David Hernandez, CFA
This week we look at the historic three year discount margin for bank loans. Bank loans provide a source of financing for public and private corporations as well as private equity firms. They are a floating rate debt obligation generally linked to LIBOR and typically callable with few or no penalties. In comparison to investment grade bonds, bank loans have higher credit and liquidity risk, but lower interest rate risk. In a low rate environment, floating coupons can be attractive to investors.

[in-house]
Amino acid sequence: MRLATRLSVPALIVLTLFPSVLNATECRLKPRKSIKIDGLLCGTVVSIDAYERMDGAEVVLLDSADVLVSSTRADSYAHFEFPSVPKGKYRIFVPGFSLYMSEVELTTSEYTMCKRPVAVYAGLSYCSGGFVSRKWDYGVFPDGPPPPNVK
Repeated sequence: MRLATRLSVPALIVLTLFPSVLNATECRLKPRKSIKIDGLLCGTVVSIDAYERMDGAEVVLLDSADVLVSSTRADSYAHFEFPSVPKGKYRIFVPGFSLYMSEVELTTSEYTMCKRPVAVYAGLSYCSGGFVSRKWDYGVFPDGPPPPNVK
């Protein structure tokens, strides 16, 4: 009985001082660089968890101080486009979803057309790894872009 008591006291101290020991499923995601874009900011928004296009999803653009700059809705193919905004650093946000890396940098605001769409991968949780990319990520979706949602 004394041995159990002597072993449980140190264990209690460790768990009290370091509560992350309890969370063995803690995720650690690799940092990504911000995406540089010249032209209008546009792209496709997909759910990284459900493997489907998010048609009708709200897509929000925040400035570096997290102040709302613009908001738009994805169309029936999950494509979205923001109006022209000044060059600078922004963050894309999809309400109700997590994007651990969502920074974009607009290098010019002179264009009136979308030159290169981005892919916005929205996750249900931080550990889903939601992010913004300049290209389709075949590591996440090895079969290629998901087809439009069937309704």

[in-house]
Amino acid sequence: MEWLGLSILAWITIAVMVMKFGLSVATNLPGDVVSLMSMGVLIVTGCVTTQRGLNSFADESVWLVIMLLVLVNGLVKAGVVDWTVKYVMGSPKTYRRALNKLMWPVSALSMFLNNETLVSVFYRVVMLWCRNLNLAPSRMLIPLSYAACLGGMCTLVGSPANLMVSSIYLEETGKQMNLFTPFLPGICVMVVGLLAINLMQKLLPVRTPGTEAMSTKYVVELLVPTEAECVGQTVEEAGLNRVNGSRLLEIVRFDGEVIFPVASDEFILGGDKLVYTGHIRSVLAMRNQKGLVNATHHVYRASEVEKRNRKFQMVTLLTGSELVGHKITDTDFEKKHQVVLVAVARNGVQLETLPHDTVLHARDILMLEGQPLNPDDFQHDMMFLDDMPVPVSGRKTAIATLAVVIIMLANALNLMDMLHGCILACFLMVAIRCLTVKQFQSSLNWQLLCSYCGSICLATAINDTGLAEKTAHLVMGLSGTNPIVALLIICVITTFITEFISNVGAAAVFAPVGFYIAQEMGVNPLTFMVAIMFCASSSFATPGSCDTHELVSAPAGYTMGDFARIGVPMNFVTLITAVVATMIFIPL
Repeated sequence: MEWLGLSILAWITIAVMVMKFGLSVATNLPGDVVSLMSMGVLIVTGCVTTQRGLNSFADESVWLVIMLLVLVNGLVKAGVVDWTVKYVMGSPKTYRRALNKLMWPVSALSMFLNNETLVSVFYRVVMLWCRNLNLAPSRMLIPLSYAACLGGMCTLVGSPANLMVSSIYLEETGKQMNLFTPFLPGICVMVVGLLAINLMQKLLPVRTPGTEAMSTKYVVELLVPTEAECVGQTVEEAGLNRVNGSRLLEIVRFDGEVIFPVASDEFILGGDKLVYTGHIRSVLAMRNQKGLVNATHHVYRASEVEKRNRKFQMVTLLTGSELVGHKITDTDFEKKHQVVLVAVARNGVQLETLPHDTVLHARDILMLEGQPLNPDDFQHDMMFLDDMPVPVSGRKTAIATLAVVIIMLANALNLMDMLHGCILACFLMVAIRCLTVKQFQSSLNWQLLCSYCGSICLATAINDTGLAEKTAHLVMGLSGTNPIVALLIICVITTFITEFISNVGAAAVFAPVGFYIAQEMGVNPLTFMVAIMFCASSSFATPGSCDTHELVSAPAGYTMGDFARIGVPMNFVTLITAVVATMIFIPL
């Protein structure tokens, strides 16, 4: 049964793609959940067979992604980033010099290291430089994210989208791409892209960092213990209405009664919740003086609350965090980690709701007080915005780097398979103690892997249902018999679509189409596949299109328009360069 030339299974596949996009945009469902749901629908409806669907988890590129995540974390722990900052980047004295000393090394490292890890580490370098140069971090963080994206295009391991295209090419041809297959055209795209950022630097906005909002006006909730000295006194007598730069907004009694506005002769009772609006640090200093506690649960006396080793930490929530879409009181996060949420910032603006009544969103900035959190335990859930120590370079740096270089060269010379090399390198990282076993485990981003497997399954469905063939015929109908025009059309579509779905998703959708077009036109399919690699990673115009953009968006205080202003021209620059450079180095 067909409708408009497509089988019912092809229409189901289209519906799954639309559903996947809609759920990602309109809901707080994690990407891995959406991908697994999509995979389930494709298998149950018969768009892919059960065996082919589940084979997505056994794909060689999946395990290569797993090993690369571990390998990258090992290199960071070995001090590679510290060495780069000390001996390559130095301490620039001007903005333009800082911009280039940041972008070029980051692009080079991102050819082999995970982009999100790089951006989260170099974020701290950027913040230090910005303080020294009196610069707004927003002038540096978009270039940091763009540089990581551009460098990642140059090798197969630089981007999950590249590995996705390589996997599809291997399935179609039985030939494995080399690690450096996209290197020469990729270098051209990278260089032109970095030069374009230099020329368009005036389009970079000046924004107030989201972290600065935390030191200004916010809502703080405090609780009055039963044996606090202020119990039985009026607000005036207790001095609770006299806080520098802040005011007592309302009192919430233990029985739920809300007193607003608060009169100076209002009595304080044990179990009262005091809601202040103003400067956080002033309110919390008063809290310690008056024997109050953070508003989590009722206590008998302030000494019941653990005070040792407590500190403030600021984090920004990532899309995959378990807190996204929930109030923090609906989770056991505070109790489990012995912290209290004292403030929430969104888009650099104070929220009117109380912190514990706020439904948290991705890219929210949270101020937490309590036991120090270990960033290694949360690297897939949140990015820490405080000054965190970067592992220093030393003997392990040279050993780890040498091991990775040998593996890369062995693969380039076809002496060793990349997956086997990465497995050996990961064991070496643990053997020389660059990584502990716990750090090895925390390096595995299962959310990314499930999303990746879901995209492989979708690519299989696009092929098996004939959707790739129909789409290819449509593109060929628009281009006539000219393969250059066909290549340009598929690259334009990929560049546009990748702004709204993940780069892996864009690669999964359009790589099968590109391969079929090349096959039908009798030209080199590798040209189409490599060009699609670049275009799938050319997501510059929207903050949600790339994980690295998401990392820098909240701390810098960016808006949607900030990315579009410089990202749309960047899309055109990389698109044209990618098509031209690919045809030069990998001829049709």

In 2008 and 2009 liquidity issues caused bank loan prices to drop drastically. This can be seen in the chart, as the price drop drove the three year discount margin to all time highs. Since then, liquidity has improved and the discount margin has come down. In 2012 we saw the discount margin fall from 656 bp to 555 bp. Even with the pronounced decline from 2009, discount margins are still above the long term median of 387 bp. This spread appears to be an enticing option for investors looking to decrease interest rate risk. The discount margin also compares favorably with high yield bonds, and based on early data, institutional investors have begun to swap high yield investments for bank loans.
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